Reading through blog posts, press releases, and source code you can easily get the impression that everyone working in the Big Data space is focused on determining what ads you are most likely to click. From Facebook to Google to Twitter, the modern players in IT collect massive amounts of information on their customers and then analyze that data to provide ever more relevant ads. As Jeff Hammeracher, formerly of Facebook and now with Cloudera, famously said, “The best minds of my generation are thinking about how to make people click ads.” The result of this nearly singular focus is that many of the tools developed to operate in the Big Data space aren’t easily applied to systems that are much more complicated than counting words and providing links to ads. As anyone who has tried to use NoSQL databases for complicated work flows on distributed systems can tell you, pushing the limits of these systems that eschew features for speed can be fraught with peril, forcing you to do a lot of engineering on your own.
But engineering is not the only problem. Sometimes, the data just aren’t enough. For example, when I was working at The Genome Institute, now the McDonnell Genome Institute, we collected petabytes and petabytes of genomic data, comprising the sum of data and analysis from The Human Genome Project, subsequent model genome references like mouse and chimpanzee, the first whole cancer genomes, the 1000 Genomes Project, The Cancer Genome Atlas, the Pediatric Cancer Genome Project, the Human Microbiome Project, and many others. While all of these efforts generated a lot of data and insights, they didn’t cure cancer. Sometimes the systems we are dealing with, whether they be cancerous cells inside the complex environment that is the human body or producing fruit in the complex environment of soil, pests, and weather, provide such challenges to our understanding that simply collecting more and more data does not bring us closer to answering our questions or solving our problems. In these complex systems, we are much more limited by our understanding of the many variables involved and how they interact than we are by our ability to collect data. In these cases, we need to marry Big Data techniques with models of these systems.
Unfortunately, even our models of systems as complex as the human body and the environment are often too simple to be predictive. This provides a real opportunity for Big Data in the land of complex science. To date, Big Data has focused primarily on collecting as much data as you can, worrying about how you will use it later. For these complex systems, this approach often just leads to more noise. By combining the scientific method with the machinery of Big Data, we can design large-scale experiments capable of collecting massive amounts of data that provide answers to specific questions, chosen to create increased understanding of these complex systems. In other words, these experiments can be designed to create better models. These models can then be further refined with the next round of experiments, and so on. This is exactly the approach being used in genomics by the McDonnell Genome Institute and DOE’s Joint Genome Institute as they try to map features of human, plant, and microbial genomes to biological function.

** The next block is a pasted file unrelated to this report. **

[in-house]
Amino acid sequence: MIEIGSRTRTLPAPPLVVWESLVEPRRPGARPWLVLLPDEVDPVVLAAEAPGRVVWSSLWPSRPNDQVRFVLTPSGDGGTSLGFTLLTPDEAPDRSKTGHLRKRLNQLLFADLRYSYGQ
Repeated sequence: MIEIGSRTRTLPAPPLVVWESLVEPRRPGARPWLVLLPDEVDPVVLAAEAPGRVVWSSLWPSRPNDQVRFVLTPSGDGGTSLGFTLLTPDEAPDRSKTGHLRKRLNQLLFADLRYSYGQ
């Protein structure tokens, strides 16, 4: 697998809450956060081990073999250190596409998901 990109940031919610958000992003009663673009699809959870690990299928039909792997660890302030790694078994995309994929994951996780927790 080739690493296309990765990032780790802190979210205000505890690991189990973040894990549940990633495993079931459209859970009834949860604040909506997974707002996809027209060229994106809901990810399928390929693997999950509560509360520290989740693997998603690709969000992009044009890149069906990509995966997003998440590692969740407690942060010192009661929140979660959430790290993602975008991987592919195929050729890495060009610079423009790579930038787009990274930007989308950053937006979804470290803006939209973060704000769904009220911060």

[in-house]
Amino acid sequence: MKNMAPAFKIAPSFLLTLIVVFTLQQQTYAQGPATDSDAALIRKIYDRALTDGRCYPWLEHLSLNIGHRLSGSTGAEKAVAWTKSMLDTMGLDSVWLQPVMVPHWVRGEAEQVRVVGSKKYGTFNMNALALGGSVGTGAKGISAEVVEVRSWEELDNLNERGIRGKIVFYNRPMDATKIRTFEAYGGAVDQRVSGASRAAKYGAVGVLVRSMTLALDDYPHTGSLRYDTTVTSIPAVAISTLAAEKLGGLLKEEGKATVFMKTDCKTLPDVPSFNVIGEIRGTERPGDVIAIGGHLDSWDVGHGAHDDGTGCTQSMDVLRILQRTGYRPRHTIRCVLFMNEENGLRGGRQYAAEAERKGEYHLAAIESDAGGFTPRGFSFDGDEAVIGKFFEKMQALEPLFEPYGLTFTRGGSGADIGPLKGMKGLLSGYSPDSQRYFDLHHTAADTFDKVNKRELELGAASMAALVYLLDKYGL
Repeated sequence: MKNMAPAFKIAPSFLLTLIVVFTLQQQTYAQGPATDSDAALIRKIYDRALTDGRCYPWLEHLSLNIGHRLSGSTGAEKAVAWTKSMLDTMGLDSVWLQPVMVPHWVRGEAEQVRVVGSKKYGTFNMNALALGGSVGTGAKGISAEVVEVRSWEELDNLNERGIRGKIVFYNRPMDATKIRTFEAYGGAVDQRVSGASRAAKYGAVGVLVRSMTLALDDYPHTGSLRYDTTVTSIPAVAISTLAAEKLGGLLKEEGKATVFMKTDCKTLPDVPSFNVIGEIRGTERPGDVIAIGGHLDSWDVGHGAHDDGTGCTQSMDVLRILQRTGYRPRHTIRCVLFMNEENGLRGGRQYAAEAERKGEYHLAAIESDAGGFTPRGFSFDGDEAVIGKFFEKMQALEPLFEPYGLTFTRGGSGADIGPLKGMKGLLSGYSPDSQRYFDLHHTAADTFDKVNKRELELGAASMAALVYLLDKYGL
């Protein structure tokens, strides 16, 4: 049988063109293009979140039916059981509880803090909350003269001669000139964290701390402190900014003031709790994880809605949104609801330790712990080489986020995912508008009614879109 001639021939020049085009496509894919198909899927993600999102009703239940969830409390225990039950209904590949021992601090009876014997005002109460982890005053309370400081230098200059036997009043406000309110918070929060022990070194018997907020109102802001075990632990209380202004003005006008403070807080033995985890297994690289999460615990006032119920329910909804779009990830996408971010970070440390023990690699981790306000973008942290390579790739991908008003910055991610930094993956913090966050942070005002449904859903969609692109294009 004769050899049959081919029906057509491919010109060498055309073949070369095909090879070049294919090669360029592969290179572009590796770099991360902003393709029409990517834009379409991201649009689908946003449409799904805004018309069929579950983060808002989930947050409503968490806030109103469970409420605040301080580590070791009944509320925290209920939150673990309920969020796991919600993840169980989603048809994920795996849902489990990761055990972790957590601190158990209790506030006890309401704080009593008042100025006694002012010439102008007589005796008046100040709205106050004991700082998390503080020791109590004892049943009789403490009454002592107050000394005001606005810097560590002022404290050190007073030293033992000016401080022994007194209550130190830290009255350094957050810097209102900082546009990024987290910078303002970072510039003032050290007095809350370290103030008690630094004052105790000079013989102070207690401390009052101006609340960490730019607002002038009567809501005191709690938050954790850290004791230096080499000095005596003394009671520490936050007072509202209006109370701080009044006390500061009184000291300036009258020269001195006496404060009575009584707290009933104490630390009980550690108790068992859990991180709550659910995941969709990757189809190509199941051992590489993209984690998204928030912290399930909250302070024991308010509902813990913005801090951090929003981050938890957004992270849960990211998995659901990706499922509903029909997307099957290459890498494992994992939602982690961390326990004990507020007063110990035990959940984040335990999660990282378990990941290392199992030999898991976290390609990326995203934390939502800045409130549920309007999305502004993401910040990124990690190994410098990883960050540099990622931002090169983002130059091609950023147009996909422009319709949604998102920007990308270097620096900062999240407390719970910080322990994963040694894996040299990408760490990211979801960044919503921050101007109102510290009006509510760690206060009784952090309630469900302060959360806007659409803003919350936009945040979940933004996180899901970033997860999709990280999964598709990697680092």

Executing these directed Big Data experiments has only recently become possible in genomics because of the ever decreasing cost of computing and storage and the precipitous drop in the cost of DNA sequencing over the last decade (see graph below). For those outside the genomics world, similar changes are occurring now with the Internet of Things (IoT). As everyday objects like refrigerators and thermostats are becoming Internet-connected smart devices, the cost of incorporating this technology in farming equipment large, e.g., combines, and small, e.g., water sensors, is dropping rapidly. The resulting ability to collect a wide variety of data types rapidly, cheaply, and at scale completely changes our ability to measure the environment in which a plant grows.
At Monsanto, we are in a unique position to use directed Big Data experiments on a large scale. We can combine plant and microbial genomics, soil science, and weather models informed by data collected from Internet-connected planters, sensors, and combines into our IoT platform to make significant improvements in our understanding of how to create healthier plants and more optimal yields. We call this effort “unlocking digital yield” and it provides the basis of how we intend to meet the needs of an ever hungrier planet. Executing these experiments requires expertise across science, statistics, and IT, both software and hardware. We’ll be writing more detailed posts about our approach in these areas soon, but until then here are some slides from a talk Rob Long, one of our Data Architects, gave at StampedeCon 2014 about how we use HBase and Solr to analyze our large genomics data sets.
Despite the prevailing notions in the popular press, there are a lot of great opportunities in Big Data beyond just selling ads. There are complicated problems that not only do we not have the answers for, we are still trying to figure out what the solutions will look like. Solving these problems requires a diverse set of skills, and working in close collaboration with a variety of experts is one of the great things about working in IT at Monsanto. When you couple that with solving real-world problems that affect tens of millions of people like cancer, or hundreds of millions of people like producing safe, abundant food, working on Big Data can mean a lot more than just getting a big paycheck.